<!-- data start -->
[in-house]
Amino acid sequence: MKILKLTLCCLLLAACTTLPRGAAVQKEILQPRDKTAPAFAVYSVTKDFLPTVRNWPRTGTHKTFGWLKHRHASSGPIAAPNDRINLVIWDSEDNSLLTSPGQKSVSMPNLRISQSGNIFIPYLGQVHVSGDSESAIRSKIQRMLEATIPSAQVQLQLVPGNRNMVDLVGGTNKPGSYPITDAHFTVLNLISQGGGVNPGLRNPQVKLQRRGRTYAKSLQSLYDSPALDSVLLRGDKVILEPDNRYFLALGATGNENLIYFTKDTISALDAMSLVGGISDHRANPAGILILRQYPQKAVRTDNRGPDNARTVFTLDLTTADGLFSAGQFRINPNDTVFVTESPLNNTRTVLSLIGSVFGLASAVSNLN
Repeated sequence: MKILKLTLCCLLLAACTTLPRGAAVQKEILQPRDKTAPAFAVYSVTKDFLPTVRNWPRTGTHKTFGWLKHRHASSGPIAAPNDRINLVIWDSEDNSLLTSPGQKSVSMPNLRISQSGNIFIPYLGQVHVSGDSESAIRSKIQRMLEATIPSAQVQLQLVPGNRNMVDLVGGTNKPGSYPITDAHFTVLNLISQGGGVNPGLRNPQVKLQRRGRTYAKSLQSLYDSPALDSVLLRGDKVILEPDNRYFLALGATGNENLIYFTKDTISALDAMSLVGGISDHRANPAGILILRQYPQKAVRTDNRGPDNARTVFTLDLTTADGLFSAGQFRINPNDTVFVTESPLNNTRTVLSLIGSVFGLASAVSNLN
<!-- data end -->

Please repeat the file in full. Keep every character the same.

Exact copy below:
[in-house]
Amino acid sequence: MKILKLTLCCLLLAACTTLPRGAAVQKEILQPRDKTAPAFAVYSVTKDFLPTVRNWPRTGTHKTFGWLKHRHASSGPIAAPNDRINLVIWDSEDNSLLTSPGQKSVSMPNLRISQSGNIFIPYLGQVHVSGDSESAIRSKIQRMLEATIPSAQVQLQLVPGNRNMVDLVGGTNKPGSYPITDAHFTVLNLISQGGGVNPGLRNPQVKLQRRGRTYAKSLQSLYDSPALDSVLLRGDKVILEPDNRYFLALGATGNENLIYFTKDTISALDAMSLVGGISDHRANPAGILILRQYPQKAVRTDNRGPDNARTVFTLDLTTADGLFSAGQFRINPNDTVFVTESPLNNTRTVLSLIGSVFGLASAVSNLN
Repeated sequence: MKILKLTLCCLLLAACTTLPRGAAVQKEILQPRDKTAPAFAVYSVTKDFLPTVRNWPRTGTHKTFGWLKHRHASSGPIAAPNDRINLVIWDSEDNSLLTSPGQKSVSMPNLRISQSGNIFIPYLGQVHVSGDSESAIRSKIQRMLEATIPSAQVQLQLVPGNRNMVDLVGGTNKPGSYPITDAHFTVLNLISQGGGVNPGLRNPQVKLQRRGRTYAKSLQSLYDSPALDSVLLRGDKVILEPDNRYFLALGATGNENLIYFTKDTISALDAMSLVGGISDHRANPAGILILRQYPQKAVRTDNRGPDNARTVFTLDLTTADGLFSAGQFRINPNDTVFVTESPLNNTRTVLSLIGSVFGLASAVSNLN